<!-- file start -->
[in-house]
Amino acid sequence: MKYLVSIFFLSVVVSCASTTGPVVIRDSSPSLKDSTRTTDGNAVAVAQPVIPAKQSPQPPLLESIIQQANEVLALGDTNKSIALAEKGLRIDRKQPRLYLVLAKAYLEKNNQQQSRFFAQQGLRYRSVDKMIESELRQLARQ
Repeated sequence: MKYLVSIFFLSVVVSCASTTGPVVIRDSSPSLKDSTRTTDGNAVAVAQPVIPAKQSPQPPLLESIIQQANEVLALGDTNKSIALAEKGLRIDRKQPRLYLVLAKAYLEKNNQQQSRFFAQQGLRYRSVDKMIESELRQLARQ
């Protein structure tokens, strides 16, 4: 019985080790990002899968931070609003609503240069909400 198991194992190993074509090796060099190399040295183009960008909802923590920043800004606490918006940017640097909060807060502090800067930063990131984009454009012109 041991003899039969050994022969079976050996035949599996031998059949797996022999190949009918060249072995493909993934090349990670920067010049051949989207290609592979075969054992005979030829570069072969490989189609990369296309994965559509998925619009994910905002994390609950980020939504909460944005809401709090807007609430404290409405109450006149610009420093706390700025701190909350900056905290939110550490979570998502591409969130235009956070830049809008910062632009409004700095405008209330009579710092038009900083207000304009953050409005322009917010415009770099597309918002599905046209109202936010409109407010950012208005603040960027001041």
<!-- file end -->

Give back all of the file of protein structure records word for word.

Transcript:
[in-house]
Amino acid sequence: MKYLVSIFFLSVVVSCASTTGPVVIRDSSPSLKDSTRTTDGNAVAVAQPVIPAKQSPQPPLLESIIQQANEVLALGDTNKSIALAEKGLRIDRKQPRLYLVLAKAYLEKNNQQQSRFFAQQGLRYRSVDKMIESELRQLARQ
Repeated sequence: MKYLVSIFFLSVVVSCASTTGPVVIRDSSPSLKDSTRTTDGNAVAVAQPVIPAKQSPQPPLLESIIQQANEVLALGDTNKSIALAEKGLRIDRKQPRLYLVLAKAYLEKNNQQQSRFFAQQGLRYRSVDKMIESELRQLARQ
């Protein structure tokens, strides 16, 4: 019985080790990002899968931070609003609503240069909400 198991194992190993074509090796060099190399040295183009960008909802923590920043800004606490918006940017640097909060807060502090800067930063990131984009454009012109 041991003899039969050994022969079976050996035949599996031998059949797996022999190949009918060249072995493909993934090349990670920067010049051949989207290609592979075969054992005979030829570069072969490989189609990369296309994965559509998925619009994910905002994390609950980020939504909460944005809401709090807007609430404290409405109450006149610009420093706390700025701190909350900056905290939110550490979570998502591409969130235009956070830049809008910062632009409004700095405008209330009579710092038009900083207000304009953050409005322009917010415009770099597309918002599905046209109202936010409109407010950012208005603040960027001041």